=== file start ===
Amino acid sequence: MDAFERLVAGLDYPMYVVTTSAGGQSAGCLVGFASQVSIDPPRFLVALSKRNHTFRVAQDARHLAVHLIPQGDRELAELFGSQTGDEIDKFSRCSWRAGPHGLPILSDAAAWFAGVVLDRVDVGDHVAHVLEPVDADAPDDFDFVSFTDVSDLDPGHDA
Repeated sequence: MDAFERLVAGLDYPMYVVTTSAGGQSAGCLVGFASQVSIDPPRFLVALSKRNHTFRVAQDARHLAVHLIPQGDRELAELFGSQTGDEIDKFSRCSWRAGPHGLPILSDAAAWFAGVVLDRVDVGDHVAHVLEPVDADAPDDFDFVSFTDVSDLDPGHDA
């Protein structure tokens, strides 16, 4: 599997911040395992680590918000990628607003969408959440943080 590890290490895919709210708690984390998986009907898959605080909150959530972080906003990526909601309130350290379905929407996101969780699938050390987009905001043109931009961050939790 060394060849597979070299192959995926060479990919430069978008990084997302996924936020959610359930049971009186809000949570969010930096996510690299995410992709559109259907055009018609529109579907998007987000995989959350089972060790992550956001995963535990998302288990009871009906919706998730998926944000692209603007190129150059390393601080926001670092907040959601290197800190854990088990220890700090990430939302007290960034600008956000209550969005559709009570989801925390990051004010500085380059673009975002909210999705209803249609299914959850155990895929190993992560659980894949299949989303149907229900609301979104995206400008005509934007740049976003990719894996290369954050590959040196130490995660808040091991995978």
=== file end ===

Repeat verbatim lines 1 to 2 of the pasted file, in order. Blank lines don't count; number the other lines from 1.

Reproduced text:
Amino acid sequence: MDAFERLVAGLDYPMYVVTTSAGGQSAGCLVGFASQVSIDPPRFLVALSKRNHTFRVAQDARHLAVHLIPQGDRELAELFGSQTGDEIDKFSRCSWRAGPHGLPILSDAAAWFAGVVLDRVDVGDHVAHVLEPVDADAPDDFDFVSFTDVSDLDPGHDA
Repeated sequence: MDAFERLVAGLDYPMYVVTTSAGGQSAGCLVGFASQVSIDPPRFLVALSKRNHTFRVAQDARHLAVHLIPQGDRELAELFGSQTGDEIDKFSRCSWRAGPHGLPILSDAAAWFAGVVLDRVDVGDHVAHVLEPVDADAPDDFDFVSFTDVSDLDPGHDA